Finding the right solar trackerrequires you to make decisions based on a number of variables, from the terrain and the climate to the type of solar panels you’re planning to use. Single-axis and dual-axis trackers are two of the most common styles that are available on the market; However, whilst each option has range of benefits, there are shortcomings that you will also need to be aware of. We recommend familiarising yourself not only with the advantages and disadvantages of the two solar trackers, but also with your own needs and expectations for what you can achieve with your new trackers.
Single-Axis These solar trackers have a single degree of flexibility that serves as an axis of rotation. Whilst it’s usually aligned along a north-south pathway, it’s possible to align the rotation in any cardinal direction.
PROS • They are generally cheaper than their dual-axis counterparts, which is great if you’re working on a lower budget or need to invest in a lot of similar pieces.
• They have a higher reliability than their dual-axis counterparts, so you can rest assured that your results will be accurate and will feel the need to crosscheck less.
• They have a longer lifespan than other available styles, so you won’t have to worry about replacing them often. In some cases, they can last for years without issue. CONS • They have a lower energy output during sunny conditions (when compared to dual-axis trackers), which means that they may not operate as efficiently.
• There has been fewer technological advancements, so some argue that their technology is slightly outdated and that there aren’t many advancements to be made in the future.
Dual-Axis Thesesolar trackers, on the other hand, allow for two degrees of flexibility and offer a much wider range of motion. The primary and secondary axes work together so that solar panels are pointed at specific points.
PROS • They have a higher degree of flexibility than other styles thanks to their dual axes and wider range of motion, allowing for a higher energy output on sunny days.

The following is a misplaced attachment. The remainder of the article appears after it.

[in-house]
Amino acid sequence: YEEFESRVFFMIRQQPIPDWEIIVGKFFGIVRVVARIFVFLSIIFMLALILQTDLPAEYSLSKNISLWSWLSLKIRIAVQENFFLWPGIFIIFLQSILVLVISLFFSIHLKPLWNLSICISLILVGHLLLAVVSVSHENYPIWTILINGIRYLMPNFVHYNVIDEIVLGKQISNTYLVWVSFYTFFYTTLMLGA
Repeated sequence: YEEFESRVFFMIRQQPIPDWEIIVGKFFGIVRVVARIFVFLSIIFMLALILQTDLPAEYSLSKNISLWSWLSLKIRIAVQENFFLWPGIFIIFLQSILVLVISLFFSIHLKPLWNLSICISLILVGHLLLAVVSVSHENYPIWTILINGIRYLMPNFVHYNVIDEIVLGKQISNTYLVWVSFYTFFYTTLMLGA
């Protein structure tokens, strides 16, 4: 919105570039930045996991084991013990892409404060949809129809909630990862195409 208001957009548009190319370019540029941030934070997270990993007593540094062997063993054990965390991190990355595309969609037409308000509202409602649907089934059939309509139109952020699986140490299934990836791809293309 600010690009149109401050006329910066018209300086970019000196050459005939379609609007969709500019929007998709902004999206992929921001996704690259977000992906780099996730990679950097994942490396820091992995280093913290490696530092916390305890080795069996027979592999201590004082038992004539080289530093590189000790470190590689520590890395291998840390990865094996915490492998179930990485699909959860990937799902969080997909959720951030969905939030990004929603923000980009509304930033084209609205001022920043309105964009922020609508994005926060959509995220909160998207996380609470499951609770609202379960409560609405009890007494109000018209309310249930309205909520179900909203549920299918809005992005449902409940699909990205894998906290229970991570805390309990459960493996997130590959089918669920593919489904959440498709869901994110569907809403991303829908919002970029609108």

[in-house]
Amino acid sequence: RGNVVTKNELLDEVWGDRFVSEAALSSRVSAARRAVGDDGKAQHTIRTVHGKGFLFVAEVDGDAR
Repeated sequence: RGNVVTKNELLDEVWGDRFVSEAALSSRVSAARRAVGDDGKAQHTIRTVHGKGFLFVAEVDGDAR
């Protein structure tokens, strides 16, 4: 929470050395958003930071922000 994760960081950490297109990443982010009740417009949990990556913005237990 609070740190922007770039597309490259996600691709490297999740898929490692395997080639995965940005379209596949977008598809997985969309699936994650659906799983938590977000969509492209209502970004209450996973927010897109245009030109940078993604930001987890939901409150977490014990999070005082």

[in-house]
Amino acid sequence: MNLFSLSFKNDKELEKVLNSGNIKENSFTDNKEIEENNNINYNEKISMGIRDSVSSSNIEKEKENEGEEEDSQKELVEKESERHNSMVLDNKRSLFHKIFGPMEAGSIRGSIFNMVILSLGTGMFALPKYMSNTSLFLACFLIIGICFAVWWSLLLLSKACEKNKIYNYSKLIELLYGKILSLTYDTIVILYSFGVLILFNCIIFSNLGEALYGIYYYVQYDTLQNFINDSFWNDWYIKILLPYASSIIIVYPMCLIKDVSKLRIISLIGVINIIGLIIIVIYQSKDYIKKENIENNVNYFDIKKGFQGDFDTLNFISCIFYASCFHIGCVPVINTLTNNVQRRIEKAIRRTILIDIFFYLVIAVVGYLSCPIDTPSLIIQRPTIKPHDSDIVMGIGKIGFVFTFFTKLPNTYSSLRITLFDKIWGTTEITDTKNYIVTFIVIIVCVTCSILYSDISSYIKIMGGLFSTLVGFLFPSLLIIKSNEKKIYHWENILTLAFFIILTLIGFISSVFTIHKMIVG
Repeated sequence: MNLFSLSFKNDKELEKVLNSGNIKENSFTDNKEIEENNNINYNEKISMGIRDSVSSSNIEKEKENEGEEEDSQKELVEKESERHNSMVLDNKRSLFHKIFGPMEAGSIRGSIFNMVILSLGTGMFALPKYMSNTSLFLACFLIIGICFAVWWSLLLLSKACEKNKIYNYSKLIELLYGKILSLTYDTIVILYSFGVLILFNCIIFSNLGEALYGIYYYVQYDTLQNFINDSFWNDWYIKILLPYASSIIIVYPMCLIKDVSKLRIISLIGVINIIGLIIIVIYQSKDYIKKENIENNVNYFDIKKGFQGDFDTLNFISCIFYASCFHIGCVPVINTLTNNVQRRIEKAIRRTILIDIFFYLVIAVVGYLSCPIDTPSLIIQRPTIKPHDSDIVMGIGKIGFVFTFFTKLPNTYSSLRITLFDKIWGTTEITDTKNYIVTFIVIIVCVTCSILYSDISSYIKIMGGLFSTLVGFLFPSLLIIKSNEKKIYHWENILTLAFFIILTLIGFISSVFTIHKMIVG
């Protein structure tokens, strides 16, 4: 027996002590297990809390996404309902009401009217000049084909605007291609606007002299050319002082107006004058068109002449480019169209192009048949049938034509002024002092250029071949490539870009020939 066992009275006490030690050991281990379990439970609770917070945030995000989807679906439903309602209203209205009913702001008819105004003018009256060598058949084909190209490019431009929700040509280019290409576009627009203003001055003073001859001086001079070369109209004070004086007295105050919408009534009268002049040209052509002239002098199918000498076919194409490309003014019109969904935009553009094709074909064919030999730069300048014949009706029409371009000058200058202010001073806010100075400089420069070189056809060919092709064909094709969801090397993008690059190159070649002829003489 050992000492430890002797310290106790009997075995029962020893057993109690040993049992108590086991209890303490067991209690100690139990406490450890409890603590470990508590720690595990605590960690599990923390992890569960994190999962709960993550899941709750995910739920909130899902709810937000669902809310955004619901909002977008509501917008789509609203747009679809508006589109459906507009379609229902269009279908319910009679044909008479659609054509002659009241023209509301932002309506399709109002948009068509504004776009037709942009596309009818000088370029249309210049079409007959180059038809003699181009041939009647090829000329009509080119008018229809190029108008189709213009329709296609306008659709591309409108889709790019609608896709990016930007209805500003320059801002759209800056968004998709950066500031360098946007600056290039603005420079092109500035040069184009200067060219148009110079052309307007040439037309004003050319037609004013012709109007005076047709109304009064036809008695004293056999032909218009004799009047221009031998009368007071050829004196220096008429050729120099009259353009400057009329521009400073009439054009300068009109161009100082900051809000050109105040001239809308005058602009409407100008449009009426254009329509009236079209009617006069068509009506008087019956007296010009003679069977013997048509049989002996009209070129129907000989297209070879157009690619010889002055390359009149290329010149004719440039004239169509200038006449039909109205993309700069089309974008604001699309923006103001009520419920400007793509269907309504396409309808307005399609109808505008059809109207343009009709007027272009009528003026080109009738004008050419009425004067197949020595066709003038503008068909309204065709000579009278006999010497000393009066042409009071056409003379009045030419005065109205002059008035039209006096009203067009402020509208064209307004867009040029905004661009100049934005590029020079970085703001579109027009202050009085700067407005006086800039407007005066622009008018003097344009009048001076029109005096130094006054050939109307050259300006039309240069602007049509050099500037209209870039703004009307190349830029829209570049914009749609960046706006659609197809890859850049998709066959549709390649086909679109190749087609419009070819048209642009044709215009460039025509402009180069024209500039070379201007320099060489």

• They offer a higher degree of accuracy when it comes to directional pointing, leading to more accurate results. This is because you can point the panels at specific points in the sky.
CONS • They have higher mechanical complexity, which makes it more likely for something to go wrong with their operation. Having to replace or fix a tracker can be costly.
• They have a shorter lifespan and lower reliability than their single-axis counterparts. You will need to replace them more regularly and may be suspicious of results.
• They provide unreliable performance in cloudy or overcast weather, so any results gathered during such times should be discarded as likely not being correct.
Single-axis solar trackerstend to be the better choice for those working on a lower budget or in areas that experience frequent cloud cover. Dual-axis trackers, on the other hand, tend to be the better choice for areas with high levels of direct sun. Ultimately, your decision will all come down to your application – but don’t forget to consider the terrain, climate and lifespan, too.
A leading supplier of environmental simulation and measurement equipment for more than 16 years, Simultech is the number one choice for industry and research sectors across Australia and New Zealand. They are proud to be suppliers of Weiss Technik, VotschTechnik, EKO and Maastricht Instruments, all of which have rock solid reputations within the industry. Their product range covers test chambers, heat technology/industrial ovens, sport and nutritional science, solar instruments and defence – the team are committed to helping their clients make the most appropriate choices for their intended application.